Who can understand the bizarre congressional response to the so-called debt ceiling crisis anyway? They build this elaborate model of triggers and super committees and defense spending "reductions" as a pretext for the squawking of hawks, and then wait to see what happens. As the meager social safety net in this country is further shredded to continue massive tax cuts enjoyed by the wealthy.
A path to security it's not.
I live in a conservative, blue collar/lucky to work at all part of the country, but I am hearing from people who hear from people at work: if they cut Social Security, we'll finally start fighting back.
For those of us who agitate for cutting out military spending, it's difficult to keep watch over the right hand while simultaneous watching the left hand shuffle the coconuts rapidly to create confusion. Jean Athey did a good job of making sense of where the bottom line could fall after the show has subsided:
The bill just passed offers two possibilities for potential cuts in military spending...Bring Our War $$ Home is needed now more than ever. Our economy appears to be staggering, and cutting social spending while it does so is reckless. Is capitalism committing suicide? Stay tuned.
(1) Budget caps: This covers FY 2012, which begins in October. The budget caps require that spending not exceed a certain level throughout the government. The budget cap for military spending is contained within the so-called “security” category consisting of the Pentagon, State Department, Homeland Security, and the discretionary part of Veterans Affairs. For FY 2012, the budget cap for “security” spending is a grand total of $5 billion below the 2011 level; analysts have suggested that total “security” spending exceeds $1 trillion. If it is $1 trillion, we are talking about cutting one half of one percent of our “security” spending.
You can safely bet that the Republican-dominated House and the weak-kneed Democrats in the Senate will ensure that the miniscule $5 billion reduction in “security” spending does not come from the Pentagon, but from our Veterans, from our already hobbled and much-needed diplomatic resources, and from foreign aid. In short, the budget cap will not lead to reductions in bloated military spending... (2) Automatic spending cuts: If the new Joint Committee fails to reach agreement, the bill calls for automatic 15% across-the-board cuts in discretionary spending, including Pentagon spending. The White House claims that, under this scenario, Pentagon spending could be reduced by as much as $500 billion over a decade. The catch here is that the 15% spending “cuts” for the Pentagon are computed by looking at planned spending (from the Administration’s February 2011 budget submission), not current spending...I don’t know about you, but in my family budget, I define a spending cut as “less than what I spent last year,” not “less than what I was hoping to spend next year.” But in the Alice-in-Wonderland logic of this bill, money going to the Pentagon could actually increase but be called a “cut” if the increase was less than Obama proposed in his 2011 planning document.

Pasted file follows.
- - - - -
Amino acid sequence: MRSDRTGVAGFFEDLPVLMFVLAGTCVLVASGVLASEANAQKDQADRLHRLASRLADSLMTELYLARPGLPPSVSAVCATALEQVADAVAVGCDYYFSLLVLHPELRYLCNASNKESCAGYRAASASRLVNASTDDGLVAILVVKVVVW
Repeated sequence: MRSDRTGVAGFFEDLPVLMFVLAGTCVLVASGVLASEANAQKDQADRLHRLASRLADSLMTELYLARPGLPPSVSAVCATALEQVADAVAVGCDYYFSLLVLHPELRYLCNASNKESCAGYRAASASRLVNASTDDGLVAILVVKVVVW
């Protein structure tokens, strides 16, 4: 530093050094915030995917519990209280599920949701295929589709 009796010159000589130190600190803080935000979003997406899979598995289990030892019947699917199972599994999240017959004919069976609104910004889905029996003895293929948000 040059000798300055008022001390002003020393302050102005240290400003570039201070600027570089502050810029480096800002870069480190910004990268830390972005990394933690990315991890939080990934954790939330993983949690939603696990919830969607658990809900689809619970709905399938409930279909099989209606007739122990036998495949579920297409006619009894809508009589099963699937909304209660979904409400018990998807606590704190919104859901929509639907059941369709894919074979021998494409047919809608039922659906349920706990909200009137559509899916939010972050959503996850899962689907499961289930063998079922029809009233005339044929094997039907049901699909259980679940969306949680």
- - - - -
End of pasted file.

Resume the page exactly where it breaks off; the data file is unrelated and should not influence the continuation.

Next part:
The maximum real cut to Pentagon spending even remotely possible under the bill is less than 1%.
Join us in talking to your neighbors about the need for war dollars to come home, and get to work. Do whatever you can do: show a film, hold a discussion, get out in the streets.
Or write a great op-ed like Codepinker Elizabeth Barger, who under the headline CYNICAL DEBT CRISIS RAISES TAXES ON MIDDLE CLASS AND WORKING POOR wrote: "I wonder what it will take for us to get organized?"
|source: Changing Winds blog|